Study finds 'dire' lack of interest in maths careers among Australian students
An Australian study into why students choose science, mathematics, engineering and technology (STEM) careers has revealed a "dire" lack of interest in careers focused on mathematics.
Professor Kathryn Holmes of Western Sydney University's School of Education was part of a study conducted at the University of Newcastle, led by Professor Jenny Gore, exploring who expresses an interest in STEM careers, what careers they aspire to, and what background factors are linked to this interest.
Using data collected in the NSW four-year longitudinal study, Educational and Career Aspirations in the Middle Years of Schooling: Understanding Complexity for Increased Equity, Professor Holmes and colleagues followed a group of students who were in Years 3, 5, 7 and 9 when the study started, and in Years 6, 8, 10 and 12 when it finished.
Primary school students were asked 'what would you like to do when you grow up?' and secondary students 'do you know what kind of work you would like to be doing at 25 years of age?'.
The study revealed "a dire lack of interest in, or possible lack of knowledge of" careers focused on mathematics, with only eight of 6,492 students expressing such interest during the four years of the study.
The finding comes as student participation in year 12 mathematics is declining and for science is at its lowest point in 20 years. At the same time, Australian students' performance in mathematics and science, compared to students in other countries, has consistently dropped since 2003.
"While this lack of interest in maths is concerning for the future of mathematics study in this country, it is even more concerning because of the role of mathematics – and studying mathematics subjects at school – in a wide range of STEM careers," Professor Holmes said.
"Demand for qualified graduates in some STEM fields is predicted to grow substantially – but at this rate Australia won't have the graduates to fill the positions."
The study also reinforced other evidence that males are more likely to aspire to STEM careers than females – and found that students' academic ability was a key factor in determining their plans for STEM careers, especially for females.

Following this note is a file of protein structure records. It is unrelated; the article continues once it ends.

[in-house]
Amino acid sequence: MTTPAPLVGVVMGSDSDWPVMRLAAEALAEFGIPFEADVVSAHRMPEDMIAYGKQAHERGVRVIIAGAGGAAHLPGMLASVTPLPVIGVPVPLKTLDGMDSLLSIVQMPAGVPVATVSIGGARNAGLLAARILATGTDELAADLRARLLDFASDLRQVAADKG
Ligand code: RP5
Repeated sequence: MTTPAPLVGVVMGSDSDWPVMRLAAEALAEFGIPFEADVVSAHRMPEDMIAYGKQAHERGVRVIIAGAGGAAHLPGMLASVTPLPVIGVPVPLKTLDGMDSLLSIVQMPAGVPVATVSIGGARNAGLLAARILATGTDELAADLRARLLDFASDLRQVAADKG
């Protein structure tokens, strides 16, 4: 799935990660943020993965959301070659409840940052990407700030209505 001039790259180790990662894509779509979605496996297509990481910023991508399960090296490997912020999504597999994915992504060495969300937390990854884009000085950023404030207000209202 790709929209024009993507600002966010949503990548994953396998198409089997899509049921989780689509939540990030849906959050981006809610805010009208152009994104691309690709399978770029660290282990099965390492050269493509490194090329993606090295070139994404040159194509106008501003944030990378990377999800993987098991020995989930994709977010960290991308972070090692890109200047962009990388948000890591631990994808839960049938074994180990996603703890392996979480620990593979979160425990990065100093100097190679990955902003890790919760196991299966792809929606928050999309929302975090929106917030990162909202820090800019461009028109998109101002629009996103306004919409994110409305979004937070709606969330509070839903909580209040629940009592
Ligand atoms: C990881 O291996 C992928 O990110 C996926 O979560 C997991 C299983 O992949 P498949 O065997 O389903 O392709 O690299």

"Schools clearly have a role to play in improving the achievement levels of all students in STEM disciplines," Professor Holmes said. "However, for females the importance of school achievement appears to be even more crucial than it is for males because it can drive interest in STEM.
"In boys, interest in STEM careers has been found to lead to increased achievement at school and high achievement also increases their interest in STEM careers. But for girls, while achievement in STEM disciplines has been shown to lead to increased interest, the reverse doesn't occur.
"Teachers must be aware of the importance of inspiring students' interest and achievement levels in mathematics in the early years so both boys and girls believe a STEM career is achievable."
However, Professor Holmes noted that teachers should also monitor their own behaviour in the classroom to watch for "unconscious bias" that might affect both males' and females' interest and achievements.
"Prior studies have shown that female students' achievement in STEM is still being undermined through teachers' unconscious bias towards males in the classroom, leading them to spend more time interacting with male students," she said.
Professor Holmes said the current study also showed that students who have a parent working in a STEM occupation are more likely to express interest in a STEM career.
"Having knowledge of potential STEM careers is clearly important in stimulating interest," she said. "We need to educate teachers about the full range of contemporary STEM career possibilities so they can discuss these with students and trigger their interest, and students can then investigate what they will need to do in terms of achievement and further study options to pursue those careers."